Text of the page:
group was formed last fall to provide
an outlet and guidance for people
interested in writing science fiction,
"We are adjunct to the Science
Fiction Club, but membership is by
no means 100 percent overlapping,"
from page 1
Lewis said student government was
also looking at ways to increase the
use of meal cards while eliminating
the mandatory plan.
One idea is having a food services
cashier at Woollen Gym during drop
add, Lewis said. Students could then
put money on the card while they also
pay for tuition, he said. It would
eliminate the inconvenience of having
to stand in a separate line at Lenoir
Hall, which deters many students
from using the card, Lewis said.
Rutledge Tufts, general manager of
Student Stores, said the University
was considering a student ID card
that has a magnetic stripe on the back
and can be used as a debit card.
Students could put money into
different accounts on the card, and
could use it at the book store,
cafeteria and library. Tufts said. The
card would be similar to the kinds
now used at Duke and N.C. State
G reek Week fund
By JASON KELLY
Today marks the beginning of the
1989 Greek Week at UNC, a philan
thropic function of the Greek organ
izations to raise money for the Orange
County Special Olympics and other
From Monday to Friday, frater
nities and sororities will sponsor a
different event each day to raise
money for local charities. All of the
activities except Thursday night's
'Destination Unknown' will be open
to the entire student body.
"We chose Special Olympics as this
year's charity because it is both
something that has national recogni
UNC center aims
By GENIE WALKER
The UNC Dispute Settlement
Center, a part of the Division of
Student Affairs, helps students
resolve conflicts between themselves
without going to court.
The center, a spin-off of the Chapel
Hill Dispute Settlement Center, was
started two years ago when Claire
Millar, director of the Chapel Hill
Dispute Settlement Center, went to
the housing department to talk about
mediation between students. Student
affairs administrators liked the idea
and formed a committee of profes
sors, students, administrators and
representatives from the Dispute
Center, Millar said.
The center has been inactive for the
past year, but the Student affairs
office is working to bring it back, said
Sharon Kerick, graduate student for
The English department and The
Cellar Door, a UNC student literary .
magazine, do not take science fiction
writing seriously, Thompson said.
To pay for the anthology, the
group has applied for a $5,500 grant
from the profits of the 1986 World
Science Fiction Convention. Because
the convention is non-profit, all of
the $90,000 in proceeds it received
were put in a charitable fund to
finance science fiction writing. The
fund has already given $30,000 to
other groups. v ''?
"When I came, to UNC, I was
interested in writing," said SFWG
member Elizabeth Wyrick. "When
Paul got the group together, I wanted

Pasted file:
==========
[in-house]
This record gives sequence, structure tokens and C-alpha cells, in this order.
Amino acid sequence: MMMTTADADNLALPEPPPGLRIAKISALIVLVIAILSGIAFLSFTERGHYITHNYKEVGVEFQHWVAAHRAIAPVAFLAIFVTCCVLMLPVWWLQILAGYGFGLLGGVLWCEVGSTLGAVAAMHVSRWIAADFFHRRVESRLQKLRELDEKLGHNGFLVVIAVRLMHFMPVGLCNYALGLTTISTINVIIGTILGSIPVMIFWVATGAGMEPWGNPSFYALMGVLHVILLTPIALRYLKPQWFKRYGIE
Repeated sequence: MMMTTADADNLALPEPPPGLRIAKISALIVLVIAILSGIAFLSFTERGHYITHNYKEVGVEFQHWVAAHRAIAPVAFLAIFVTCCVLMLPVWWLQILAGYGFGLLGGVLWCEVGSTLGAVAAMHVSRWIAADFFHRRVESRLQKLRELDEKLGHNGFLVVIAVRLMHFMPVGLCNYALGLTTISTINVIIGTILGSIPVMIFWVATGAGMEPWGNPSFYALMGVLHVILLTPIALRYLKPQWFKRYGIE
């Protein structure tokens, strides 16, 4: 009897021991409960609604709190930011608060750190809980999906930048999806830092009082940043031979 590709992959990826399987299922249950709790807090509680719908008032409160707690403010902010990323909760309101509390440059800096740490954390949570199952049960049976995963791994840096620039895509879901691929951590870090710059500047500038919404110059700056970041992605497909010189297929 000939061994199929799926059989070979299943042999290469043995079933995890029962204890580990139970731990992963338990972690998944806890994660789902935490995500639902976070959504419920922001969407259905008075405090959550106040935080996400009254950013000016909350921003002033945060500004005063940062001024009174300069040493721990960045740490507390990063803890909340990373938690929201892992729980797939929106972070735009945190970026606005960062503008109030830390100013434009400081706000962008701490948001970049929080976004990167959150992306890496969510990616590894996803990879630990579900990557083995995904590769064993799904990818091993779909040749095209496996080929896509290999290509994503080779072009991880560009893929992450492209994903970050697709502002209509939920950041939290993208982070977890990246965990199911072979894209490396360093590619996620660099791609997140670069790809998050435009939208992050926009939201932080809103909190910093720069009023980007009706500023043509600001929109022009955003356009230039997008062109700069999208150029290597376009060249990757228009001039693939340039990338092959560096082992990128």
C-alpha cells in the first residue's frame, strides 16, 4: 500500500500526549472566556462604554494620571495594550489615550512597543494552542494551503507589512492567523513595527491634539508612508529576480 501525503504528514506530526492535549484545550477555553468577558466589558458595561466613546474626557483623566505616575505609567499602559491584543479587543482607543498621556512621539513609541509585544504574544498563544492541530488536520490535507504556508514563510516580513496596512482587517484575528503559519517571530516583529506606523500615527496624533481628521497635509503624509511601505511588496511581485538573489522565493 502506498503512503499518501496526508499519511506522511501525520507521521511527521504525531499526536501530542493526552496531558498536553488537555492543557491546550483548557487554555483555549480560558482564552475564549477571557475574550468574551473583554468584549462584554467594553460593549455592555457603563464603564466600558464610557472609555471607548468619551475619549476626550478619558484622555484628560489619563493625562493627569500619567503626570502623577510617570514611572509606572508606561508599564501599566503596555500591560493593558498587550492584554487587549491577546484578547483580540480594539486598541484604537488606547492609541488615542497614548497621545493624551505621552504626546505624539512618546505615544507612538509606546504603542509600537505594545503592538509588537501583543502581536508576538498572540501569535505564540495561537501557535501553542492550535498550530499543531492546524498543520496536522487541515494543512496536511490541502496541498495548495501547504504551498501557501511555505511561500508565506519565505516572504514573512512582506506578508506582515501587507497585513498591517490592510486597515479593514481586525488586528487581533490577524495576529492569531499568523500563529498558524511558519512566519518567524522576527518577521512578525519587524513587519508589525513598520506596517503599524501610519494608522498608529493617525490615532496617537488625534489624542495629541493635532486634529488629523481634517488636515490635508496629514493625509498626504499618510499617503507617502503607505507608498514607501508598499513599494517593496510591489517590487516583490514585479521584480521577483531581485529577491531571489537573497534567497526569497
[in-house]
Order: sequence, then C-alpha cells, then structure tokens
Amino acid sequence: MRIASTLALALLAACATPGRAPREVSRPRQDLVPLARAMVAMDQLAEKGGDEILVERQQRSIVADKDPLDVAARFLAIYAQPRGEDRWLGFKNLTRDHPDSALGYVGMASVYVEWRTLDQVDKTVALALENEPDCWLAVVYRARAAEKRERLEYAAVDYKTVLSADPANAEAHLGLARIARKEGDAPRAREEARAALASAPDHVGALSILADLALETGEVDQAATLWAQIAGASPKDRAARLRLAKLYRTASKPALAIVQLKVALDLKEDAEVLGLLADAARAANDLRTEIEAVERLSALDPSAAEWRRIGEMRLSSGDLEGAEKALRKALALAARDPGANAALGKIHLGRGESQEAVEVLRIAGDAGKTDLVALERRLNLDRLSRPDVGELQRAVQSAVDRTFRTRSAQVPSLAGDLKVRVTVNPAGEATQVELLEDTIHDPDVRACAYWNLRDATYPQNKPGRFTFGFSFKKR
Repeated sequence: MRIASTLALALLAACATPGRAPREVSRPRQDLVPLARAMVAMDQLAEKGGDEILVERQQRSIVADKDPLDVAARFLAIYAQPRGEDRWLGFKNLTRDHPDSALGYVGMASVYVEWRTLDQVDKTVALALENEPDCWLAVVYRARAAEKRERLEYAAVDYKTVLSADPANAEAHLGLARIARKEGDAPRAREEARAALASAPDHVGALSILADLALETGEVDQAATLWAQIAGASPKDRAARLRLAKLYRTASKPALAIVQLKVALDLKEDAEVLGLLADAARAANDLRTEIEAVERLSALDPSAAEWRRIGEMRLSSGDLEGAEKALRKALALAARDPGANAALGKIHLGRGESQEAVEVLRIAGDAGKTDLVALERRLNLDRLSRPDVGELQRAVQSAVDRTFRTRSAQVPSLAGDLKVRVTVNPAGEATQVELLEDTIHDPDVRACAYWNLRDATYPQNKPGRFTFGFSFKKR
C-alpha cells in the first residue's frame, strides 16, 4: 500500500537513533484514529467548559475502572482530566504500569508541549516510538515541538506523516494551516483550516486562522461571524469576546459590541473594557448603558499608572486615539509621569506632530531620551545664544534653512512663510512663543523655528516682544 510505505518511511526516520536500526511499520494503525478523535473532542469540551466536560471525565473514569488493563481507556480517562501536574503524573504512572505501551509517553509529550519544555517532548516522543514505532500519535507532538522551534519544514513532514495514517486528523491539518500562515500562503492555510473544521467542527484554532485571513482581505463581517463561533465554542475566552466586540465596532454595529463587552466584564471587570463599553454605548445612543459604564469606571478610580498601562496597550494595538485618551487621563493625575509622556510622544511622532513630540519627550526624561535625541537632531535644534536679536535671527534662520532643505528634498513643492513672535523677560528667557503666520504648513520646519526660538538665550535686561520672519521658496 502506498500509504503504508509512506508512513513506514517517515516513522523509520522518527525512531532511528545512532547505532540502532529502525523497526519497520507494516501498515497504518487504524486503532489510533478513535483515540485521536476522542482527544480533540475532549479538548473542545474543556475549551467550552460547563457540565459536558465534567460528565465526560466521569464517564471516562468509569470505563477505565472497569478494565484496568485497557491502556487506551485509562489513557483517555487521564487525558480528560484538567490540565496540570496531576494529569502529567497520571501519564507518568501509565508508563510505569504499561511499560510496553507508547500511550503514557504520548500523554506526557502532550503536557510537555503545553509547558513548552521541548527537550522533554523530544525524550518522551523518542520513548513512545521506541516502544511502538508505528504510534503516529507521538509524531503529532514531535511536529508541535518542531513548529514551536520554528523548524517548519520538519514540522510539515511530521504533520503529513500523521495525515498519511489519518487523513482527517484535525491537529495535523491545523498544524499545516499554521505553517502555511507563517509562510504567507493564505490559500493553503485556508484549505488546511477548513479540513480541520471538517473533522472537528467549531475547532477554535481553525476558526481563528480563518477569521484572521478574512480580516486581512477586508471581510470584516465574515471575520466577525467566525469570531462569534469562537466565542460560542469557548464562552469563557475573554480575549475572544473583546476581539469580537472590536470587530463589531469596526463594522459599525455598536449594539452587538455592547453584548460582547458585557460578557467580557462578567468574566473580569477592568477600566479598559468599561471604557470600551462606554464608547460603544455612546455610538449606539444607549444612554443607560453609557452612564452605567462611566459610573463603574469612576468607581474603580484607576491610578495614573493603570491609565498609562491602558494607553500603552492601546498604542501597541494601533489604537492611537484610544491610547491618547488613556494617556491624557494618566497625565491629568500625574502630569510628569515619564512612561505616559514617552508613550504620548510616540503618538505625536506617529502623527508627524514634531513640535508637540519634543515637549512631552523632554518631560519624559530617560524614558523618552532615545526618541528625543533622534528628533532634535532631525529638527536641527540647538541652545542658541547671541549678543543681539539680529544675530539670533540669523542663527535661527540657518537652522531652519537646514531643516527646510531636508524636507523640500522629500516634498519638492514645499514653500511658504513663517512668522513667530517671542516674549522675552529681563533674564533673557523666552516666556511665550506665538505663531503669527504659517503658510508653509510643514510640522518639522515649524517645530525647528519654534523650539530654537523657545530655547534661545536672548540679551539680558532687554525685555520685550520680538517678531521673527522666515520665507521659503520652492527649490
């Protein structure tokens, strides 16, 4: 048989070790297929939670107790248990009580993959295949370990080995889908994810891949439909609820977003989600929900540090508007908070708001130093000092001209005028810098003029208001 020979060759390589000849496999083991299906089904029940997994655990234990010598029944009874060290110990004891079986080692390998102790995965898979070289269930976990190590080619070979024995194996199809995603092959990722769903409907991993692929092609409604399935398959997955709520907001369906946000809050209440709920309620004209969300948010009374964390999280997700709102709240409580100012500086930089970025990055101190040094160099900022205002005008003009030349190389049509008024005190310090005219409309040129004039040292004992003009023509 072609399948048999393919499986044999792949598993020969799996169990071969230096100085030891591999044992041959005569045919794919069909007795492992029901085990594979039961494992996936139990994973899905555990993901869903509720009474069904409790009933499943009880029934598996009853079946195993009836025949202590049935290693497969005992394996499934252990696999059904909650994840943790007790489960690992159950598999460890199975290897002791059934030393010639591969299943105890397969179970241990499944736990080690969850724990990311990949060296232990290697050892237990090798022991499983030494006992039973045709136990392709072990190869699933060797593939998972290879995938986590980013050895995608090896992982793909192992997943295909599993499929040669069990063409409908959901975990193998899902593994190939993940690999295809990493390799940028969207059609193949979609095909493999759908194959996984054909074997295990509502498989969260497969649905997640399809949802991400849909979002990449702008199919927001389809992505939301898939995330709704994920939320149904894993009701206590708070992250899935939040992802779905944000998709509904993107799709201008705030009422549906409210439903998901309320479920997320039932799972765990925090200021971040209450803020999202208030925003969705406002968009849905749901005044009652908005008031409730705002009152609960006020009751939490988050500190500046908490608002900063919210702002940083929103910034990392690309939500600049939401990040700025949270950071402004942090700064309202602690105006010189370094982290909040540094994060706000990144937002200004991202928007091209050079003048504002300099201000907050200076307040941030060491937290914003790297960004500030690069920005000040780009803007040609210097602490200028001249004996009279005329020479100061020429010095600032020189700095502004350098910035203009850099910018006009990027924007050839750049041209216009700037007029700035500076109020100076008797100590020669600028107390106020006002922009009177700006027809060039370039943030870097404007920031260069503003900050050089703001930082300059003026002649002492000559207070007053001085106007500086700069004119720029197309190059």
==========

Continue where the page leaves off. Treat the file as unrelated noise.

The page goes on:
to take part to see what I could learn."
The anthology is a one-time endea
vor at this point, Thompson said. But
it is possible that it will be done again.
"If it is a success, there is nothing
to stop us from doing another
anthology," he said.
Writers who wish to submit a piece
for the anthology should turn it in
at the Wilson Library reception desk.
The deadline for submissions is May
Hundreds of Selected Items
DON'T MISS IT!
tion and local effects." said Erica
Ortlam, a junior from Rocky Mount,
co-president of this year's Greek
Karen Massenger, the official in
charge of Orange County's Special
Oympics program, could not be
reached for comment. Special Olym
pics will be held this year on April
18 at Grey Culbreth Junior High
Greek Week will begin with a blood
drive to benefit the Red Cross.
"This will be the first clean blood
drive since the measles vaccinations
in February," Ortlam said. "The Red
Cross told us that donors can give
"Communication is very impor
tant, and getting people to sit down
and talk, deciding how they want to
solve the problem, is the function of
this great service," Millar said.
The students whom the center
helps are often roommates who are
having problems with matters like
phone bills, rent and utility payments,
said Dorothy Bernholtz, director of
Student Legal Services (SLS). Other,
problems which the center deals with
are love triangles and assault, cases
in which one student strikes another
student in anger, she said.
Lee Marx, assistant to the Dean
of Students, said that while many of
the cases are financially based con
flicts, the center deals with a wide
variety of problems.
Bernholtz said students who come
there seeking legal advice often are
referred to the Dispute Settlement
process because they thought they
would be unsuccessful.
Jackson said that this year's success
may encourage more students to
The DTH Campus Calendar is a daily
listing of University-related activities
sponsored by academic departments,
student services and student organizations
officially recognized by the Division of
Student Affairs. To appear in Campus
Calendar, announcements must be submit
ted on the Campus Calendar form by
NOON one business day before the